Effectiveness and safety of lactulose retention enema in cirrhotic patients with grade 3 or grade 4 hepatic encephalopathy
Keywords:Complete reversal, Grade 3 and Grade 4 Hepatic encephalopathy, Hepatic encephalopathy, Hospitalization, Lactulose retention enema, West haven criteria
Background: Hepatic encephalopathy (HE) is a complex, reversible neuropsychiatric syndrome. The present study evaluated the clinical effectiveness and safety of lactulose retention enema for the treatment of Grade 3 or 4 HE (West Haven Criteria, WHC) in Indian patients.
Methods: This retrospective, open-label, uncontrolled cohort study was conducted at three study centers in India. Patients of either gender (18-65 years) admitted to the hospital with liver cirrhosis having Grade 3 or 4 HE were included. The primary endpoint was to evaluate complete reversal of Grade 3 and 4 HE after 24 h and 48h. The secondary endpoints were grade shift at 24 and 48 h before and after administration of lactulose enema, time to complete reversal of Grade 3 or 4 HE, and mortality. Safety was also evaluated.
Results: Overall, retrospective records of 50 patients were evaluated. Complete reversal of Grade 3 or 4 HE was observed in a statistically significant (p<0.0001) proportion (95% confidence interval) of patients at 24 h (n=40, 80% [66. 3%-90.0%]) and 48 h (n=45, 90% [78. 2%-96.7%]) after treatment. After 24 h of treatment, majority of the patients were noted with Grade 2 (78%) HE. Further improvement was noted after 48 h of treatment with majority of the patients having Grade 2 (40%) and Grade 1 (48%) HE. Mean (SD) time for complete reversal of Grade 3 or 4 HE was 25.39±8.85 h after treatment. All death cases observed (n=6, 12.0%) were assessed as unrelated to the treatment by the investigator, but rather related to the underlying disease and/or precipitating factors. Four non-serious adverse drug reactions in two patients and one rectal device-associated complication in one patient were noted during the patient record reviews.
Conclusions: Lactulose retention enema was clinically effective and resulted in complete reversal of Grade 3 or 4 HE in the majority of patients. It was overall well-tolerated.
Shawcross DL, Dunk AA, Jalan R, Kircheis G, de Knegt RJ, Laleman W, et al. How to diagnose and manage hepatic encephalopathy: a consensus statement on roles and responsibilities beyond the liver specialist. Eur J Gastroenterol Hepatol. 2016;28:146-52.
Poordad FF. Review article: the burden of hepatic encephalopathy. Aliment Pharmacol Ther. 2007;25:3-9.
Vilstrup H, Amodio P, Bajaj J, Cordoba J, Ferenci P, Mullen KD, et al. Hepatic encephalopathy in chronic liver disease: 2014 practice guideline by the American Association for the Study of Liver Diseases and the European Association for the Study of the Liver. J Hepatol. 2014;61:642-59.
Jawaro T, Yang A, Dixit D, Bridgeman MB. Management of Hepatic Encephalopathy: A Primer. Ann Pharmacother. 2016;50:569-77.
Wong RJ, Gish RG, Ahmed A. Hepatic encephalopathy is associated with significantly increased mortality among patients awaiting liver transplantation. Liver Transpl. 2014;20:1454-61.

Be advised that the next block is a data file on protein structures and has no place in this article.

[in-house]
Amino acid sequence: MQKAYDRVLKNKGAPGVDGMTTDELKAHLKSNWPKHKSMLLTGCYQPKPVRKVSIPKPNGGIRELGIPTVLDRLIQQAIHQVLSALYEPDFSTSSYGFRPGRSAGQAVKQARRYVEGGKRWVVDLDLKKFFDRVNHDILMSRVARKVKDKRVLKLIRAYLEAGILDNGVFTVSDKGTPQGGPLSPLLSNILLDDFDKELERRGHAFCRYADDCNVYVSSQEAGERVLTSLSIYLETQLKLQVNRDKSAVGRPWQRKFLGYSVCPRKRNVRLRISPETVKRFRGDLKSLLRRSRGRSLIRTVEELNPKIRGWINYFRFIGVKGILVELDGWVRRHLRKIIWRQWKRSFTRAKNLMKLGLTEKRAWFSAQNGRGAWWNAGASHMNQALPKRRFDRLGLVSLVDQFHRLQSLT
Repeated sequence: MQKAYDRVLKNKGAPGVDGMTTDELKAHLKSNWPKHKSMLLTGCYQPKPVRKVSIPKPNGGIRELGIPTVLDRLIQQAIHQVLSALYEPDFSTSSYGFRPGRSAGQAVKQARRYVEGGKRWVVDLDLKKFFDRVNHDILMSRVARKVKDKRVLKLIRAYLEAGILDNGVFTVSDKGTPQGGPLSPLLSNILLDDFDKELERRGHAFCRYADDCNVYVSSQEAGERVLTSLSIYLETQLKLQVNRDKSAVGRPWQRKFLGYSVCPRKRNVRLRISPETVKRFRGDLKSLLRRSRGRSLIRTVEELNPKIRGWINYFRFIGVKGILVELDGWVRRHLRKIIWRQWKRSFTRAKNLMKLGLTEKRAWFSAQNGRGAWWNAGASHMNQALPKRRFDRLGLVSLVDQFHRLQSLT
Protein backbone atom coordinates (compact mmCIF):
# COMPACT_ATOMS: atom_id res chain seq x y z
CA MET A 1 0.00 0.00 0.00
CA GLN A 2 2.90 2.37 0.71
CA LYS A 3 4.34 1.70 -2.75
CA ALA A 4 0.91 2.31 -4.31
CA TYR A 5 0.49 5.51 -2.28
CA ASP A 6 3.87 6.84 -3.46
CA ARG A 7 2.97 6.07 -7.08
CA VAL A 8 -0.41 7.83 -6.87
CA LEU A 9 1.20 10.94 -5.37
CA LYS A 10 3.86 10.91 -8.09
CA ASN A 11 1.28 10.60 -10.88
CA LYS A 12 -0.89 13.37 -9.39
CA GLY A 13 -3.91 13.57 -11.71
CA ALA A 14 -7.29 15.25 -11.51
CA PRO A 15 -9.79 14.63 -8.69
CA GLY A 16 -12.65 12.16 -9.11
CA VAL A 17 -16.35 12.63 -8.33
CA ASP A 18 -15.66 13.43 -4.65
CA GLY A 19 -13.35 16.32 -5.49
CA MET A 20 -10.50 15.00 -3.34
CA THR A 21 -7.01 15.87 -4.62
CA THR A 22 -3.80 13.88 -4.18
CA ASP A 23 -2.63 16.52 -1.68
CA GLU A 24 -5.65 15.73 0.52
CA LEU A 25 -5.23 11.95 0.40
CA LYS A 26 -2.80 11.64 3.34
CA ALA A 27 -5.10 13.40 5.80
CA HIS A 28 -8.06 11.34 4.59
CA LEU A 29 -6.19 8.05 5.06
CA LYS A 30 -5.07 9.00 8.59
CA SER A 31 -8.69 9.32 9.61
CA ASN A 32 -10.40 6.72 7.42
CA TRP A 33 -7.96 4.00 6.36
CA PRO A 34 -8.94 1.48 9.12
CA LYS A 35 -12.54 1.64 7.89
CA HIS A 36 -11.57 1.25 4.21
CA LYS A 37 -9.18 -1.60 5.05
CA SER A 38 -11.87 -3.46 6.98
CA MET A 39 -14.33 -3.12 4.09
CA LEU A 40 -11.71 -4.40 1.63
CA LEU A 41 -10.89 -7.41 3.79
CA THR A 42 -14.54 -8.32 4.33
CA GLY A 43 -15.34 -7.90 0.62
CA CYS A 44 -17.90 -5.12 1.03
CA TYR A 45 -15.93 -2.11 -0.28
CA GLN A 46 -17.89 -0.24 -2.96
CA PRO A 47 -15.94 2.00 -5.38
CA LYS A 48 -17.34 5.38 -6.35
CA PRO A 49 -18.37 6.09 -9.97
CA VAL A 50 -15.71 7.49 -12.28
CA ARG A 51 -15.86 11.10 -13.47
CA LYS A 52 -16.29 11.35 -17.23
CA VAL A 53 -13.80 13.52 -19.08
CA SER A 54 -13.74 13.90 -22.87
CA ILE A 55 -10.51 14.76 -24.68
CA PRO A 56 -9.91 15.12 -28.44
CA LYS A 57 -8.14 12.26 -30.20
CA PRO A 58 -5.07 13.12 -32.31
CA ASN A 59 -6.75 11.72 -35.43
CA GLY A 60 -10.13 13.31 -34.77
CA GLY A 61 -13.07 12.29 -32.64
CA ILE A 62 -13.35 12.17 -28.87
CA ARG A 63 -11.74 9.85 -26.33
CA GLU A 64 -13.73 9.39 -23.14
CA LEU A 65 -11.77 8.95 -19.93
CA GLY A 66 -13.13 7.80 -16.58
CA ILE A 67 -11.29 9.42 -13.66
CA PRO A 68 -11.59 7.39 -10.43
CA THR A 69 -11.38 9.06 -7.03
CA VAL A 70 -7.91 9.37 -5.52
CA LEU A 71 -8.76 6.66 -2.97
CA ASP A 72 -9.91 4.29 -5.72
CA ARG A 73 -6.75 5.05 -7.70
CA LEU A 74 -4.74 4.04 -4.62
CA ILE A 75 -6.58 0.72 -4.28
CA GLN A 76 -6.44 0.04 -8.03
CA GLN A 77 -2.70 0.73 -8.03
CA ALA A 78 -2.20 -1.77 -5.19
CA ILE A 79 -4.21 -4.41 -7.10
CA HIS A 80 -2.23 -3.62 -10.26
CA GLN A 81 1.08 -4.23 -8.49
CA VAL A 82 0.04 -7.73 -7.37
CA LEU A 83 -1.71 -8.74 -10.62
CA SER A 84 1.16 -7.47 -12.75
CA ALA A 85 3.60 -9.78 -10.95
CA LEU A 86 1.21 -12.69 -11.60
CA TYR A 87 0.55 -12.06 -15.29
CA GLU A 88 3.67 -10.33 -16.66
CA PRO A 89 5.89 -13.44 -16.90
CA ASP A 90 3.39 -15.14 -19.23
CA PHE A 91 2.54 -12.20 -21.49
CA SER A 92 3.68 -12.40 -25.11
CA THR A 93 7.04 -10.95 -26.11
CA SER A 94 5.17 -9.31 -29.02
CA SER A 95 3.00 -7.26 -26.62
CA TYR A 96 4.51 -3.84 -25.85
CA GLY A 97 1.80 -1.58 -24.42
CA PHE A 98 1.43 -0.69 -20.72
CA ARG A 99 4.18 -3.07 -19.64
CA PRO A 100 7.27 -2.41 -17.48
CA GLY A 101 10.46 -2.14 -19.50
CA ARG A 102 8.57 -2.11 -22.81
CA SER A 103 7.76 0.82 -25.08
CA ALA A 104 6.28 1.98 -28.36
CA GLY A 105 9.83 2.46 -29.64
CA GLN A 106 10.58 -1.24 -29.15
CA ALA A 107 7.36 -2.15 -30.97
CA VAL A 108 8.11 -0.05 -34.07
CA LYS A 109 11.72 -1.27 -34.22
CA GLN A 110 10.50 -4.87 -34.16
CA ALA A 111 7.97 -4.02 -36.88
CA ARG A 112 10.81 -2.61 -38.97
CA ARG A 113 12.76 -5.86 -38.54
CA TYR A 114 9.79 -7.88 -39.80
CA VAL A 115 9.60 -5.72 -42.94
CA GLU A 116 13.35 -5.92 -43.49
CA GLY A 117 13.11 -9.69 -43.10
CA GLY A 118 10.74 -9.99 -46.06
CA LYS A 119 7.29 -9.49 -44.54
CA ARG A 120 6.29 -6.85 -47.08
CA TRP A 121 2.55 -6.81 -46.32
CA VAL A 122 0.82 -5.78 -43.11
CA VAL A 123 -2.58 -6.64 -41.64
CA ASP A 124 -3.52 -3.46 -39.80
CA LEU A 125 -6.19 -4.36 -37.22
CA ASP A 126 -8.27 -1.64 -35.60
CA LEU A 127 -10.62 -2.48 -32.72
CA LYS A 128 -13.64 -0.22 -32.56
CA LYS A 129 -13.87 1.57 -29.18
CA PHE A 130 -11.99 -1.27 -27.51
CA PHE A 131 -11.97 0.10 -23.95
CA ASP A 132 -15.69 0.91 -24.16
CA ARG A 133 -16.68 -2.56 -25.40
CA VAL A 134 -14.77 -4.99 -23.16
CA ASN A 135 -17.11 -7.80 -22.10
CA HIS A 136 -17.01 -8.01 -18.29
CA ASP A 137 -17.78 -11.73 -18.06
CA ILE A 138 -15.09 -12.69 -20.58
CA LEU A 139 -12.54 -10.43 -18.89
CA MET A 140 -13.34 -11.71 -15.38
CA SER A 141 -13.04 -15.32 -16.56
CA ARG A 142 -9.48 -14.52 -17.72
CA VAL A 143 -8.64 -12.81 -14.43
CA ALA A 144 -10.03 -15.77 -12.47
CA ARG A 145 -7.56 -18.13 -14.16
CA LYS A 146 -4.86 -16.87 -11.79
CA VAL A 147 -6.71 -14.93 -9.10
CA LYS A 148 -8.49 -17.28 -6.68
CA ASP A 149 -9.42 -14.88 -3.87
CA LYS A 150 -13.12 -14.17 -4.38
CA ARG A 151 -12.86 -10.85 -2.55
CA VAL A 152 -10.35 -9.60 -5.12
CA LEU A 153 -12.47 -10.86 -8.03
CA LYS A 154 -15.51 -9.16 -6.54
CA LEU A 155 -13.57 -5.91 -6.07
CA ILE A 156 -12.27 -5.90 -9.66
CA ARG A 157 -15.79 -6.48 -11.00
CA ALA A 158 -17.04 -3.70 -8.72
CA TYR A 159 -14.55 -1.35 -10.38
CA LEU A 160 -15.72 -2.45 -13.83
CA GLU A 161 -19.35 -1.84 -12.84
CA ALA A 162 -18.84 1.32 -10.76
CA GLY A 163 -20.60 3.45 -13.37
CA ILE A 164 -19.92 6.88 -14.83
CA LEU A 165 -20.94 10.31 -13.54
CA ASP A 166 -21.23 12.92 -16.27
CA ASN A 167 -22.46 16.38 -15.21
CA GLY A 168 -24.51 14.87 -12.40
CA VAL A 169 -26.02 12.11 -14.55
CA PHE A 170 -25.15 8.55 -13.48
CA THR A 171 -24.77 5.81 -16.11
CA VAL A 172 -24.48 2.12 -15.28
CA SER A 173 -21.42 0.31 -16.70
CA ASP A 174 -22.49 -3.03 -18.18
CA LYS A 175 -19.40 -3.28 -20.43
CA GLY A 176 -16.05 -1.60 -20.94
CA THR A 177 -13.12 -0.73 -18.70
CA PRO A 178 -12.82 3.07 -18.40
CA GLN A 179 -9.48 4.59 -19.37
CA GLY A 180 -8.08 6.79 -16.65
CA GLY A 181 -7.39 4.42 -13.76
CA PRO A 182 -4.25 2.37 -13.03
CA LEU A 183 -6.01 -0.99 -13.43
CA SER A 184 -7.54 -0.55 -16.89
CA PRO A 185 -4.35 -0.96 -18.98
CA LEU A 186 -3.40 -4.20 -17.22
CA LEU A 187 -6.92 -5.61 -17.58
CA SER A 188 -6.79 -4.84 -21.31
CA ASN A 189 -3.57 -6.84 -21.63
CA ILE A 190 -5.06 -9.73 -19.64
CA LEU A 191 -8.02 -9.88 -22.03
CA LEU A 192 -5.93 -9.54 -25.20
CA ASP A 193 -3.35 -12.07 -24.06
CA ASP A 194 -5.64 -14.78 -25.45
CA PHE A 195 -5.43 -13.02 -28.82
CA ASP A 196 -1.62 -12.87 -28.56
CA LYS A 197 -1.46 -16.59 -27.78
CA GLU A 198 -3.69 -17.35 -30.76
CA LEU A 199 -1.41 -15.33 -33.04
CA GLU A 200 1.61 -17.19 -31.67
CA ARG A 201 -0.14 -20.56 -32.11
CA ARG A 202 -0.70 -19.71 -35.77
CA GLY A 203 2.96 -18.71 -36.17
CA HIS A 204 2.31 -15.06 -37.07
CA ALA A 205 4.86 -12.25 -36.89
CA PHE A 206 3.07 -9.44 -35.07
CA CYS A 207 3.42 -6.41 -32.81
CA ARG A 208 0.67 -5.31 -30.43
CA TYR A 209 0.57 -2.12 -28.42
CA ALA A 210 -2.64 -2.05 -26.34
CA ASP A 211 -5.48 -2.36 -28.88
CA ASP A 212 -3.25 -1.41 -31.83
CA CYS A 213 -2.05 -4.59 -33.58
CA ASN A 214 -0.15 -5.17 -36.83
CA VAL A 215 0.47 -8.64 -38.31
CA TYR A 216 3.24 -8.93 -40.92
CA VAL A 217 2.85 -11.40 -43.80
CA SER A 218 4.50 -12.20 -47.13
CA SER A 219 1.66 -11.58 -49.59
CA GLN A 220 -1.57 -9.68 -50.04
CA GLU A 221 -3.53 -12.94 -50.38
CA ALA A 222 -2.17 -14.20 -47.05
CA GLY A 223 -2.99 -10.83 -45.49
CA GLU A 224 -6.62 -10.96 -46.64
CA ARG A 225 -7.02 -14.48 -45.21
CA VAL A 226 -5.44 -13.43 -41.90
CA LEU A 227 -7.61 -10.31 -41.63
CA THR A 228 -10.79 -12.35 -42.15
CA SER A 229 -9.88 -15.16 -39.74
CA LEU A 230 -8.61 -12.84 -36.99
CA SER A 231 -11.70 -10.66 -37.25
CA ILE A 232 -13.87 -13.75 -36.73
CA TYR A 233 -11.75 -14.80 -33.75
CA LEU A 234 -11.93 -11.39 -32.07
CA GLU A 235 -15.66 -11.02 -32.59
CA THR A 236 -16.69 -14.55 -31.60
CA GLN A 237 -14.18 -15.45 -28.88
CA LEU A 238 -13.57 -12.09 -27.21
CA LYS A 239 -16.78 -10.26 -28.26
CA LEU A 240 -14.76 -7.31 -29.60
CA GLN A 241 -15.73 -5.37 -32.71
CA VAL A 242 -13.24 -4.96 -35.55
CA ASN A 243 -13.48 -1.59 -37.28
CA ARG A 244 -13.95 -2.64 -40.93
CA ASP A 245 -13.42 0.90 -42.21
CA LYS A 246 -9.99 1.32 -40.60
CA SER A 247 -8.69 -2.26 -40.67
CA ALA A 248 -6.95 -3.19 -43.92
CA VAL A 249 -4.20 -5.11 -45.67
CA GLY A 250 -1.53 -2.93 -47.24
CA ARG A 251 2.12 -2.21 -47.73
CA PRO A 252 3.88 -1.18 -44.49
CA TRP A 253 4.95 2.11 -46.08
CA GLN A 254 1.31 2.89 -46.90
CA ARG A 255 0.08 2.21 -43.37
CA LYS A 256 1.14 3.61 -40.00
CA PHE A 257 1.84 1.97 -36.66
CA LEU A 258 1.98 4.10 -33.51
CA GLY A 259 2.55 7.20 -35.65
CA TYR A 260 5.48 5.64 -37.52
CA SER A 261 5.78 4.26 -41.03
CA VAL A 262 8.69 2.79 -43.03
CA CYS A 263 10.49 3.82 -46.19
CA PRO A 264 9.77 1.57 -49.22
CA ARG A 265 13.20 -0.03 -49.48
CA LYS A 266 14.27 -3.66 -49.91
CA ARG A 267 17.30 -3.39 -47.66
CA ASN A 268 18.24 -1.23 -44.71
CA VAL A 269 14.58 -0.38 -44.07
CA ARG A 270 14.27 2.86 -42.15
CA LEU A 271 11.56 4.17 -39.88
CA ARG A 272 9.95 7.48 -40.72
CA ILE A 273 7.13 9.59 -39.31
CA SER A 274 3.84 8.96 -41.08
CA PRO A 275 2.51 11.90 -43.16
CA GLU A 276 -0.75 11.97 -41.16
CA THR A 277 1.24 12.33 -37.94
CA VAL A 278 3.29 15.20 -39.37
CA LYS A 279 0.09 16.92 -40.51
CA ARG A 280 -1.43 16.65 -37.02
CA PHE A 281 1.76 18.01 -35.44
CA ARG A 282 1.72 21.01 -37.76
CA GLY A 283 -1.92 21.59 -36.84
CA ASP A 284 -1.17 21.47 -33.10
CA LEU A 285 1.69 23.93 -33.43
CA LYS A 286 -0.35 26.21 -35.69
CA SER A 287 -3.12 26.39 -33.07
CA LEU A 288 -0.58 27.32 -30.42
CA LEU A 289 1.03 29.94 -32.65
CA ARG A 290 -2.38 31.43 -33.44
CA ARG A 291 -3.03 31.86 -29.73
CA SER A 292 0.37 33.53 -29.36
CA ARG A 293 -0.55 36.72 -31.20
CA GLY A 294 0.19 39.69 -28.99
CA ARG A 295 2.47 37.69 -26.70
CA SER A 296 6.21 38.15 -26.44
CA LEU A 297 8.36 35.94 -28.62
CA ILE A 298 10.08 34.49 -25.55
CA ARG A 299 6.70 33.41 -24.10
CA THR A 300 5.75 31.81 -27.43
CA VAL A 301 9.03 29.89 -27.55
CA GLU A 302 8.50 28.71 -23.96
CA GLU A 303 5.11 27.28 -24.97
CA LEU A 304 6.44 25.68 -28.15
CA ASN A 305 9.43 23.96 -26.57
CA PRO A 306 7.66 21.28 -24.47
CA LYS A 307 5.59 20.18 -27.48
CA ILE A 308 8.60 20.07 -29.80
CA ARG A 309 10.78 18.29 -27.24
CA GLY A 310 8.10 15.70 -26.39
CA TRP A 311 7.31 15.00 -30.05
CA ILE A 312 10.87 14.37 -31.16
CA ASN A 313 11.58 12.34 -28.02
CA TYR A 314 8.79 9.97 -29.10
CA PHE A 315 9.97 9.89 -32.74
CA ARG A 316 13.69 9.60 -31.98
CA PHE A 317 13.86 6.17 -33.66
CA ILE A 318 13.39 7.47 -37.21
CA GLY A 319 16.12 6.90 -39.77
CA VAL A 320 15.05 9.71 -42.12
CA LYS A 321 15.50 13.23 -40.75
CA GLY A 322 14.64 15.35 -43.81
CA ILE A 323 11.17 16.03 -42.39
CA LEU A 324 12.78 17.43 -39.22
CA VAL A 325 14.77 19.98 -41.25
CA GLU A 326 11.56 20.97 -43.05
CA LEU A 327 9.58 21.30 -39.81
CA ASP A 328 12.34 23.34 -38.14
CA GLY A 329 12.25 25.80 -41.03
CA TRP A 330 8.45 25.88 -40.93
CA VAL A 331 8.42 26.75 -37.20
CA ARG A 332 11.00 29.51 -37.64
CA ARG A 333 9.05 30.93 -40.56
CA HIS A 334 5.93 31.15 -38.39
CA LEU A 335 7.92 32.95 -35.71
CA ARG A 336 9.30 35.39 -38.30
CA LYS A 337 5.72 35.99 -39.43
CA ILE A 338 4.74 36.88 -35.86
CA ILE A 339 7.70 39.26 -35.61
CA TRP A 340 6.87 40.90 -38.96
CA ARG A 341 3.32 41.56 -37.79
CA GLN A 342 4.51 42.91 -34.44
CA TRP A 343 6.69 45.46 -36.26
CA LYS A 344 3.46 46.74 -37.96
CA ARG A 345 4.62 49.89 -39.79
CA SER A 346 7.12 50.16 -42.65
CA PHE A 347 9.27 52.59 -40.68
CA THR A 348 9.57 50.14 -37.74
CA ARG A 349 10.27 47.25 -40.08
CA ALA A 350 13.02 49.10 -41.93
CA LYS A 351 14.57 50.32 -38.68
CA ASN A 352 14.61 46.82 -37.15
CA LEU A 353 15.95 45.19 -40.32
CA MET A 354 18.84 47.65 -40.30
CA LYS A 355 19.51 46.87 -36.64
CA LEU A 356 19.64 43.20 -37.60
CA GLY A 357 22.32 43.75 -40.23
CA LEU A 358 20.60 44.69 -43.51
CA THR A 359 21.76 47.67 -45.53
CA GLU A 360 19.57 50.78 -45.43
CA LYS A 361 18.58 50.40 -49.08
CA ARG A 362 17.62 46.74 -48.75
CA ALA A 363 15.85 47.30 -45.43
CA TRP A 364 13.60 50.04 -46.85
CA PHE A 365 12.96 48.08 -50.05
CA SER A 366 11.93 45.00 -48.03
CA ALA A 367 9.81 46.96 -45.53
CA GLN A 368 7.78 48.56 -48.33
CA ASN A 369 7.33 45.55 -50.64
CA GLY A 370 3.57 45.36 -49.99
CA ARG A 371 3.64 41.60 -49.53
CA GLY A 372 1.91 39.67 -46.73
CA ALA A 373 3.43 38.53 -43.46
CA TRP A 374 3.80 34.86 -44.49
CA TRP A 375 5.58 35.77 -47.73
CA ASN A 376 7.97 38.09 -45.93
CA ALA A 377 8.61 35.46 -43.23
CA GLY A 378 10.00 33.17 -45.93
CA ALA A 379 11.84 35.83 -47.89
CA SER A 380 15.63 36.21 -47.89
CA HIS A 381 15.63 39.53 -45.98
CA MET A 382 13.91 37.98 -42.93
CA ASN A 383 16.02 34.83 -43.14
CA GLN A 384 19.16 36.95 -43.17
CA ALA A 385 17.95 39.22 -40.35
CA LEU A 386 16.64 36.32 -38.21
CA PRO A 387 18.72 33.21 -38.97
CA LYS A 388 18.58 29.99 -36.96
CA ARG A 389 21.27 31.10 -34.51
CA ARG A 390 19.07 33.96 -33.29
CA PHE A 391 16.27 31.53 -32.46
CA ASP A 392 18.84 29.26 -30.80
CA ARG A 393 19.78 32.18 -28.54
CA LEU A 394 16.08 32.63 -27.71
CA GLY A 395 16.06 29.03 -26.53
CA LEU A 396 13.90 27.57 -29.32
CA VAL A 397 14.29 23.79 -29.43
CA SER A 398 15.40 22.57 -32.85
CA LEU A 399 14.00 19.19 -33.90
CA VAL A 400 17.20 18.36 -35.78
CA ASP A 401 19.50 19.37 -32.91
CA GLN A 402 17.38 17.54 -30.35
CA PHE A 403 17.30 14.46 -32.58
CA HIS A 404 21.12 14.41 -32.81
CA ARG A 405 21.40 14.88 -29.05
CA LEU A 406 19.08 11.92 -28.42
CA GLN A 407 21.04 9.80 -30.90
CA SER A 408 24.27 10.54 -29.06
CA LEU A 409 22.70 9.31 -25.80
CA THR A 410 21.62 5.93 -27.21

Prakash R, Mullen KD. Mechanisms, diagnosis and management of hepatic encephalopathy. Nat Rev Gastroenterol Hepatol. 2010;7:515-25.
Leise MD, Poterucha JJ, Kamath PS, Kim WR. Management of hepatic encephalopathy in the hospital. Mayo Clin Proc. 2014;89:241-53.
Al Sibae MR, McGuire BM. Current trends in the treatment of hepatic encephalopathy. Ther Clin Risk Manag. 2009;5:617-26.
Sharma P, Sharma BC. Management of overt hepatic encephalopathy. J Clin Exp Hepatol. 2015;5:S82-7.
Uribe M, Campollo O, Vargas F, Ravelli GP, Mundo F, Zapata L, et.al. Acidifying enemas (lactitol and lactose) vs. nonacidifying enemas (tap water) to treat acute portal-systemic encephalopathy: a double-blind, randomized clinical trial. Hepatology. 1987;7:639-43.
Kersh ES, Rifkin H. Lactulose Enemas. Ann Intern Med. 1973;78:81-84.
Van Waes L, van Egmond J, Demeulenaere L. Emergency treatment of portal-systemic encephalopathy with lactulose enemas. A controlled study. Acta Clin Belg. 1979;34:122-9.
Ratnaike RN, Hicks EP, Hislop IG. The rectal administration of lactulose. Aust N Z J Med. 1975;5:137-40.
Raza MA, Bhatti RS, Akram J. Effect of rectal lactulose administration with oral therapy on time to recovery from hepatic encephalopathy: a randomized study. Ann Saudi Med. 2004;24:374-7.
Sharma P, Sharma BC. Management Patterns of Hepatic Encephalopathy: A Nationwide Survey in India. J Clin Exp Hepatol. 2015;5:199-203.
Lactulose Solution USP (Duphalac® and Duphalac® Enema) [drug label]. India: Abbott India Limited; 2014.
Sharma P, Sharma BC, Agrawal A, Sarin SK. Primary prophylaxis of overt hepatic encephalopathy in patients with cirrhosis: an open labeled randomized controlled trial of lactulose versus no lactulose. J Gastroenterol Hepatol. 2012;27:1329-35.
Sharma BC, Sharma P, Agrawal A, Sarin SK. Secondary prophylaxis of hepatic encephalopathy: an open-label randomized controlled trial of lactulose versus placebo. Gastroenterology. 2009;137:885-91.
Phongsamran PV, Kim JW, Cupo Abbott J, Rosenblatt A. Pharmacotherapy for hepatic encephalopathy. Drugs. 2010;70:1131-48.
Blei AT, Córdoba J. Practice Parameters Committee of the American College of Gastroenterology. Hepatic Encephalopathy. Am J Gastroenterol. 2001;96:1968-76.